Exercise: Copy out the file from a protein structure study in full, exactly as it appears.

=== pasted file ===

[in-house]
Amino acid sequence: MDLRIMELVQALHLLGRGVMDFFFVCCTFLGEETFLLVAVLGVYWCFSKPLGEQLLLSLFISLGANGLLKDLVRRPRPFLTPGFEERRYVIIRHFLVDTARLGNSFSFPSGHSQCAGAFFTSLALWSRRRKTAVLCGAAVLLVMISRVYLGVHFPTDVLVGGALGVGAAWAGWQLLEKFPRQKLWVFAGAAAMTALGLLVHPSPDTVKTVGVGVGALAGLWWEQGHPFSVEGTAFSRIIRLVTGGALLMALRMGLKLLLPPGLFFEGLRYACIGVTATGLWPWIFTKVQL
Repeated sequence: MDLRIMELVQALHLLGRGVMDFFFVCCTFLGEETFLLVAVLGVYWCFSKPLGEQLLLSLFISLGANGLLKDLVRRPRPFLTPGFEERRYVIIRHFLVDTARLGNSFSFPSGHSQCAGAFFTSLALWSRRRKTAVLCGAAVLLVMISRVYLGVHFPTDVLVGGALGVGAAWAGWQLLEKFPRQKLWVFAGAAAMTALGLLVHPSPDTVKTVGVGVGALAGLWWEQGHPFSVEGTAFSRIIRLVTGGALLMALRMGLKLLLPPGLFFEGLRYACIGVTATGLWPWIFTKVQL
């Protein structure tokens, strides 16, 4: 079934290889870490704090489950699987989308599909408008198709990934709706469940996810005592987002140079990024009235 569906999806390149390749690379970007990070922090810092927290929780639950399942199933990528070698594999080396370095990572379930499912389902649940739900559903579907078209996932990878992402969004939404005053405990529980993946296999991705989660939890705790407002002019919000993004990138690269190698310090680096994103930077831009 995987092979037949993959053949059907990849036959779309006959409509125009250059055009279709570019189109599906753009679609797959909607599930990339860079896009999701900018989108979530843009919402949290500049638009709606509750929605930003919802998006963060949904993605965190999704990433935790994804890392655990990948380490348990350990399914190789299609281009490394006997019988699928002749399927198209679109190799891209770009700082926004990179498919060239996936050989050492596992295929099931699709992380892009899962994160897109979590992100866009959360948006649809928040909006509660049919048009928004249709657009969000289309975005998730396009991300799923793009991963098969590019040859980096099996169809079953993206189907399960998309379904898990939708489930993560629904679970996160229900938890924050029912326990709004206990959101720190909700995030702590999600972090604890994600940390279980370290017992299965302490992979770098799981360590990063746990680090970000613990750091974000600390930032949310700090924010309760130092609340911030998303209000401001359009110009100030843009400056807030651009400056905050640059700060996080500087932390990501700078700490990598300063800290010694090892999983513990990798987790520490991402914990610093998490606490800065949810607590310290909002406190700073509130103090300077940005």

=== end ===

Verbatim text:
[in-house]
Amino acid sequence: MDLRIMELVQALHLLGRGVMDFFFVCCTFLGEETFLLVAVLGVYWCFSKPLGEQLLLSLFISLGANGLLKDLVRRPRPFLTPGFEERRYVIIRHFLVDTARLGNSFSFPSGHSQCAGAFFTSLALWSRRRKTAVLCGAAVLLVMISRVYLGVHFPTDVLVGGALGVGAAWAGWQLLEKFPRQKLWVFAGAAAMTALGLLVHPSPDTVKTVGVGVGALAGLWWEQGHPFSVEGTAFSRIIRLVTGGALLMALRMGLKLLLPPGLFFEGLRYACIGVTATGLWPWIFTKVQL
Repeated sequence: MDLRIMELVQALHLLGRGVMDFFFVCCTFLGEETFLLVAVLGVYWCFSKPLGEQLLLSLFISLGANGLLKDLVRRPRPFLTPGFEERRYVIIRHFLVDTARLGNSFSFPSGHSQCAGAFFTSLALWSRRRKTAVLCGAAVLLVMISRVYLGVHFPTDVLVGGALGVGAAWAGWQLLEKFPRQKLWVFAGAAAMTALGLLVHPSPDTVKTVGVGVGALAGLWWEQGHPFSVEGTAFSRIIRLVTGGALLMALRMGLKLLLPPGLFFEGLRYACIGVTATGLWPWIFTKVQL
């Protein structure tokens, strides 16, 4: 079934290889870490704090489950699987989308599909408008198709990934709706469940996810005592987002140079990024009235 569906999806390149390749690379970007990070922090810092927290929780639950399942199933990528070698594999080396370095990572379930499912389902649940739900559903579907078209996932990878992402969004939404005053405990529980993946296999991705989660939890705790407002002019919000993004990138690269190698310090680096994103930077831009 995987092979037949993959053949059907990849036959779309006959409509125009250059055009279709570019189109599906753009679609797959909607599930990339860079896009999701900018989108979530843009919402949290500049638009709606509750929605930003919802998006963060949904993605965190999704990433935790994804890392655990990948380490348990350990399914190789299609281009490394006997019988699928002749399927198209679109190799891209770009700082926004990179498919060239996936050989050492596992295929099931699709992380892009899962994160897109979590992100866009959360948006649809928040909006509660049919048009928004249709657009969000289309975005998730396009991300799923793009991963098969590019040859980096099996169809079953993206189907399960998309379904898990939708489930993560629904679970996160229900938890924050029912326990709004206990959101720190909700995030702590999600972090604890994600940390279980370290017992299965302490992979770098799981360590990063746990680090970000613990750091974000600390930032949310700090924010309760130092609340911030998303209000401001359009110009100030843009400056807030651009400056905050640059700060996080500087932390990501700078700490990598300063800290010694090892999983513990990798987790520490991402914990610093998490606490800065949810607590310290909002406190700073509130103090300077940005």